It came out of a clear blue sky. On Nov. 23, China declared a huge swath of mainly international airspace above the East China Sea to be part of a new Chinese “Air Defence Identification Zone,” or ADIZ: All aircraft intending to enter the zone had to file flight plans with Chinese authorities, maintain radio communications and follow the instructions of Chinese controllers — or face “defensive emergency measures.”
Japan’s two main airlines rushed to comply with the new rules. But then it was America’s turn to surprise, with two B-52 bombers sent over the Senkaku islands inside the zone on Nov. 26, on what was claimed to be a regular exercise. They had, the Pentagon said, followed “normal procedures,” that is, “not filing flight plans, not radioing ahead and not registering our [radio] frequencies.” Suddenly a standoff loomed between the world’s superpower and Asia’s emerging great power.
China insists that its air-defense zone is nothing unusual. The United States and Japan, among others, have had them since the early days of the Cold War, when countries were anxious about Soviet incursions. Yet America insists that aircraft identify themselves only if meaning to enter its airspace; planes simply passing through the zone (which extends well beyond territorial limits) do not have to. China is insisting that all aircraft in its ADIZ abide by the new rules.
More provocatively, China’s ADIZ covers the uninhabited Senkaku islands, which China calls the Diaoyu. Japan has held these since the late 19th century, but since the 1970s China also has claimed them. The Japanese government last year bought from their private owner three of the five islands it did not own. China saw this as a provocation and set out to undermine Japan’s control of the islands through incursions of surveillance vessels and, later, patrol aircraft — to which Japan responded by scrambling fighter jets.
The latest move represents a significant ratcheting-up of China’s challenge to Japanese control of the Senkakus. The new zone increases the risk of military escalation, accidental or otherwise. In the future, China may think that the zone forms grounds on which to take action against Japanese aircraft operating within the perimeter. Not only does the ADIZ cover Japanese-held territory, it also overlaps significantly with Japan’s own zone.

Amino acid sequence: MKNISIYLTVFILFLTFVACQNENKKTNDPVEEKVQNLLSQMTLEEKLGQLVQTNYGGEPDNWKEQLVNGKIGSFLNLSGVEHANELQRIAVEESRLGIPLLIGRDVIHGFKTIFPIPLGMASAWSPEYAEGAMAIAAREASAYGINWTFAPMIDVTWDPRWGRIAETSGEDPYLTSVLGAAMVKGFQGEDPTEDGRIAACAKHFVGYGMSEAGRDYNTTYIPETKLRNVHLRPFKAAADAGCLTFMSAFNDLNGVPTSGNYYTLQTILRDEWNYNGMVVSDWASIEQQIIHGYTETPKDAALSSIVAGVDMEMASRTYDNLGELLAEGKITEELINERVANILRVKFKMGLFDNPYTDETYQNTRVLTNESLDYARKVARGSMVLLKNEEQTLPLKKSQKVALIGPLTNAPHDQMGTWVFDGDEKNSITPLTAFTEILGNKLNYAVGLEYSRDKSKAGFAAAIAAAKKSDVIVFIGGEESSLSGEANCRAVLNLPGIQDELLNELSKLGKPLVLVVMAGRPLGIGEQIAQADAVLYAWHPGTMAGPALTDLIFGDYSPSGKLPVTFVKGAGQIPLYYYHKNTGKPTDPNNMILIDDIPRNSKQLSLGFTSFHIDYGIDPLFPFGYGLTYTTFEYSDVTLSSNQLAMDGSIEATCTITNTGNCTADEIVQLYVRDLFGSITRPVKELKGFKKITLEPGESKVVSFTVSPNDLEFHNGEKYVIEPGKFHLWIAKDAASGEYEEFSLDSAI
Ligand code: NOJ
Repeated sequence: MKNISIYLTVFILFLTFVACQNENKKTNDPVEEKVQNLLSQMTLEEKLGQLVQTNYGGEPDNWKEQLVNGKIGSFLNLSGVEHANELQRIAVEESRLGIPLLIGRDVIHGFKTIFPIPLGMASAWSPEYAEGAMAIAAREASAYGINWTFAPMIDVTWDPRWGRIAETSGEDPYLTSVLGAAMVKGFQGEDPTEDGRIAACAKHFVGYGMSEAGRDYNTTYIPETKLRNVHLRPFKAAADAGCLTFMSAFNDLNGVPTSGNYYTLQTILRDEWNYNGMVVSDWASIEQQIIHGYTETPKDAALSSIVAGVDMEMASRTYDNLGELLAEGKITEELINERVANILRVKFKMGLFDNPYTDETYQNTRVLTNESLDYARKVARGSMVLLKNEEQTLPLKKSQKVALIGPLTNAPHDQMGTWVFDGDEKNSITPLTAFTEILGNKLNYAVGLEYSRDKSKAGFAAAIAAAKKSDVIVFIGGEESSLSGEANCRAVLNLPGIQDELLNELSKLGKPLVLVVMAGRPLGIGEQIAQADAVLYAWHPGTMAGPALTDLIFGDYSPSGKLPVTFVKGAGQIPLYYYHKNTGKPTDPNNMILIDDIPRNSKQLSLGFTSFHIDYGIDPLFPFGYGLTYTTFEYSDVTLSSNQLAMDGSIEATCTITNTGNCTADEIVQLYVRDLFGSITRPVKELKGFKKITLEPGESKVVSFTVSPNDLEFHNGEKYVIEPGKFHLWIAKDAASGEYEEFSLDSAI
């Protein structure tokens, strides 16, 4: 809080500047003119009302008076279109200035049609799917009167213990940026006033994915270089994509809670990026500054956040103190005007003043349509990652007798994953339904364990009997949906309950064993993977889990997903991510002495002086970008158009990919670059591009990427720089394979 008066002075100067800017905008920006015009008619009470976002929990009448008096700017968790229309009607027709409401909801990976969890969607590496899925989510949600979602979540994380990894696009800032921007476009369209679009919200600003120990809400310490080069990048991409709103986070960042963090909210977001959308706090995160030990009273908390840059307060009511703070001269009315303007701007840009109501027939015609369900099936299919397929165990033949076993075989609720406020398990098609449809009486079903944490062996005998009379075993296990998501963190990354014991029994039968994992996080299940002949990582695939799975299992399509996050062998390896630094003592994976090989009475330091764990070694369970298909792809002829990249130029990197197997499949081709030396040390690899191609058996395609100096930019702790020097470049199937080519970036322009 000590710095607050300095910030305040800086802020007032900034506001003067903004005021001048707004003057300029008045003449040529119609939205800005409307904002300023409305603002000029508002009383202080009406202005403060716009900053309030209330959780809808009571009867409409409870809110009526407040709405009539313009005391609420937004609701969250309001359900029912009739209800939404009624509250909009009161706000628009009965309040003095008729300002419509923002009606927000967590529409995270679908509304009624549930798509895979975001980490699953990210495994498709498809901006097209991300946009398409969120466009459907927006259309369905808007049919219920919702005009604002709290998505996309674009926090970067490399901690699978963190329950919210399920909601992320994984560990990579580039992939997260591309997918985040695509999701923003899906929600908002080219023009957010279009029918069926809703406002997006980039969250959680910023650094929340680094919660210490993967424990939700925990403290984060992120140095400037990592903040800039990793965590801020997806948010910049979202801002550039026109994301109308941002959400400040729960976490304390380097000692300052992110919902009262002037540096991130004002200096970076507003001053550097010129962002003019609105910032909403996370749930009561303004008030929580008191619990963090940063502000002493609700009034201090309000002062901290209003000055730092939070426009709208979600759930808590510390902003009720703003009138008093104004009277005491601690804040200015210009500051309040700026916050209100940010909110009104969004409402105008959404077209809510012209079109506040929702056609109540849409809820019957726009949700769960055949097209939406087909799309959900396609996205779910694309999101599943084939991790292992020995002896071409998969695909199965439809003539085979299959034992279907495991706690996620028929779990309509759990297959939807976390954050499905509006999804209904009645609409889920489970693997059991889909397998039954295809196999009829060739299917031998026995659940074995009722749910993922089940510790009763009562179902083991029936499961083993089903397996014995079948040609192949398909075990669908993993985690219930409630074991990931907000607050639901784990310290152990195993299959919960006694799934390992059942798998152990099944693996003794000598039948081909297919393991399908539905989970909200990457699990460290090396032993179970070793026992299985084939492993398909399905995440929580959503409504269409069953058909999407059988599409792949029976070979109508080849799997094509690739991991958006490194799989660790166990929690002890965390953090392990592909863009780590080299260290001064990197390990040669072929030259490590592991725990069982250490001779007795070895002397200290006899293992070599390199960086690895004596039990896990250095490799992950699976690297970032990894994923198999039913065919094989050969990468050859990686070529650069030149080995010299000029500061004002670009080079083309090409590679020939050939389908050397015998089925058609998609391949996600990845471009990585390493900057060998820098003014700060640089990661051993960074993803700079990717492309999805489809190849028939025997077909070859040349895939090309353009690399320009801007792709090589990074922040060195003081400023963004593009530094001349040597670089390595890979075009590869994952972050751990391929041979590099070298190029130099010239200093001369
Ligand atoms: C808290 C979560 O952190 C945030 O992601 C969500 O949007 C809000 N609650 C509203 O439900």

Meanwhile, by running close to both Taiwan (which also claims the Senkakus) and South Korea, it has alarmed those neighbors, too. An adviser to Japanese Prime Minister Shinzo Abe calls it a “whole new game” and the biggest challenge in recent memory to freedom of movement in or above the East China Sea. Japan lodged a strong protest, which was rebuffed. Australia, South Korea and Taiwan have also expressed concerns. U.S. Defense Secretary Chuck Hagel said China’s move was a “destabilizing attempt to alter the status quo in the region.”
The decision to respond with an overflight of the B-52s, the Japanese insist, was a joint understanding. China, meanwhile, says that it monitored the (unarmed) bombers, but claimed that they flew only along the eastern edge of its zone. That claim may be a way of saving face at home. And on Nov. 27 a spokesman appeared to backpedal by claiming China would respond in the zone according to the perceived threat.
China’s move throws into question the depth of President Xi Jinping’s desire for a “new type of great power relationship” with America. President Obama seemed to get on well with Xi when they met for a two-day personal summit in June; he cannot have envisaged having to dispatch bombers as a warning six months later.
Shi admits that the zone has raised tensions but predicts that Washington and Tokyo will want to avoid “too much risk of conflict” — i.e., America and Japan will back off and accept the new situation. But that seems wishful thinking, as does a growing view among Chinese policymakers that fear of conflict with China will push America to weaken its long-held commitment to underwrite Japan’s security.